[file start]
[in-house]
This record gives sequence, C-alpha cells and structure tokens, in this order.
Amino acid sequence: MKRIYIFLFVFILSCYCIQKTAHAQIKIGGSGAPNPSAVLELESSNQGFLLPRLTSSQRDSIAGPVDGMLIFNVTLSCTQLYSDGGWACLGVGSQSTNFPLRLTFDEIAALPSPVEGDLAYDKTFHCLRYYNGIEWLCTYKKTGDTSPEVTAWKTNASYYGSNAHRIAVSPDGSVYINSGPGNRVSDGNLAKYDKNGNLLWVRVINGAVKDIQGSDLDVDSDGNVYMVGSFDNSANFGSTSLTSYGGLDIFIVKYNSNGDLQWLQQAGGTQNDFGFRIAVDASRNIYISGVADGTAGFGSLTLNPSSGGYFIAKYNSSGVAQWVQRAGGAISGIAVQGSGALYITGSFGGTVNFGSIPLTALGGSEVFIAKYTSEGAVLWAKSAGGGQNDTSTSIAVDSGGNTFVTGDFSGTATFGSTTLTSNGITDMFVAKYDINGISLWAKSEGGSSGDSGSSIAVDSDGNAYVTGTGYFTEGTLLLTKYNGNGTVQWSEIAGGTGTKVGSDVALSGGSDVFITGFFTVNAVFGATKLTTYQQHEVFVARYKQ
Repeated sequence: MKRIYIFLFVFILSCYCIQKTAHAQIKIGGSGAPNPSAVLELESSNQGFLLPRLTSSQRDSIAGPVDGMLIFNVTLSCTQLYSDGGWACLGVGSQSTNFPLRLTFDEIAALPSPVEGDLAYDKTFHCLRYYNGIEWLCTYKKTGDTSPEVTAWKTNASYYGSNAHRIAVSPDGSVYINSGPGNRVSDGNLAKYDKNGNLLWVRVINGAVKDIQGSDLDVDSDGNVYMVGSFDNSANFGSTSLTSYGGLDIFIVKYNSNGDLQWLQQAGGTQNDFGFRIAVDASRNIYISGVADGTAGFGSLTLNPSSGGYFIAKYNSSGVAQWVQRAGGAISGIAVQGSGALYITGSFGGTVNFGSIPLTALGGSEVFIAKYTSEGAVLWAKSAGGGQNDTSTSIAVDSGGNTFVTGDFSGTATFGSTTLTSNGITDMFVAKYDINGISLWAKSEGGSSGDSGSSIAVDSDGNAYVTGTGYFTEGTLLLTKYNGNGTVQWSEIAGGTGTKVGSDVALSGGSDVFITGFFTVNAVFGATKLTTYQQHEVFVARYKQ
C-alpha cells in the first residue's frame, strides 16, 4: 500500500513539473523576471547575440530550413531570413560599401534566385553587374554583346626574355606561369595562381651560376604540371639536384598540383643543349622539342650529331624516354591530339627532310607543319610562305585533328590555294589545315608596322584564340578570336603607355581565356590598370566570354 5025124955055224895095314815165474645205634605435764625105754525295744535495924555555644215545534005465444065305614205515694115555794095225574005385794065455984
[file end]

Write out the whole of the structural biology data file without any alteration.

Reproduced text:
[in-house]
This record gives sequence, C-alpha cells and structure tokens, in this order.
Amino acid sequence: MKRIYIFLFVFILSCYCIQKTAHAQIKIGGSGAPNPSAVLELESSNQGFLLPRLTSSQRDSIAGPVDGMLIFNVTLSCTQLYSDGGWACLGVGSQSTNFPLRLTFDEIAALPSPVEGDLAYDKTFHCLRYYNGIEWLCTYKKTGDTSPEVTAWKTNASYYGSNAHRIAVSPDGSVYINSGPGNRVSDGNLAKYDKNGNLLWVRVINGAVKDIQGSDLDVDSDGNVYMVGSFDNSANFGSTSLTSYGGLDIFIVKYNSNGDLQWLQQAGGTQNDFGFRIAVDASRNIYISGVADGTAGFGSLTLNPSSGGYFIAKYNSSGVAQWVQRAGGAISGIAVQGSGALYITGSFGGTVNFGSIPLTALGGSEVFIAKYTSEGAVLWAKSAGGGQNDTSTSIAVDSGGNTFVTGDFSGTATFGSTTLTSNGITDMFVAKYDINGISLWAKSEGGSSGDSGSSIAVDSDGNAYVTGTGYFTEGTLLLTKYNGNGTVQWSEIAGGTGTKVGSDVALSGGSDVFITGFFTVNAVFGATKLTTYQQHEVFVARYKQ
Repeated sequence: MKRIYIFLFVFILSCYCIQKTAHAQIKIGGSGAPNPSAVLELESSNQGFLLPRLTSSQRDSIAGPVDGMLIFNVTLSCTQLYSDGGWACLGVGSQSTNFPLRLTFDEIAALPSPVEGDLAYDKTFHCLRYYNGIEWLCTYKKTGDTSPEVTAWKTNASYYGSNAHRIAVSPDGSVYINSGPGNRVSDGNLAKYDKNGNLLWVRVINGAVKDIQGSDLDVDSDGNVYMVGSFDNSANFGSTSLTSYGGLDIFIVKYNSNGDLQWLQQAGGTQNDFGFRIAVDASRNIYISGVADGTAGFGSLTLNPSSGGYFIAKYNSSGVAQWVQRAGGAISGIAVQGSGALYITGSFGGTVNFGSIPLTALGGSEVFIAKYTSEGAVLWAKSAGGGQNDTSTSIAVDSGGNTFVTGDFSGTATFGSTTLTSNGITDMFVAKYDINGISLWAKSEGGSSGDSGSSIAVDSDGNAYVTGTGYFTEGTLLLTKYNGNGTVQWSEIAGGTGTKVGSDVALSGGSDVFITGFFTVNAVFGATKLTTYQQHEVFVARYKQ
C-alpha cells in the first residue's frame, strides 16, 4: 500500500513539473523576471547575440530550413531570413560599401534566385553587374554583346626574355606561369595562381651560376604540371639536384598540383643543349622539342650529331624516354591530339627532310607543319610562305585533328590555294589545315608596322584564340578570336603607355581565356590598370566570354 5025124955055224895095314815165474645205634605435764625105754525295744535495924555555644215545534005465444065305614205515694115555794095225574005385794065455984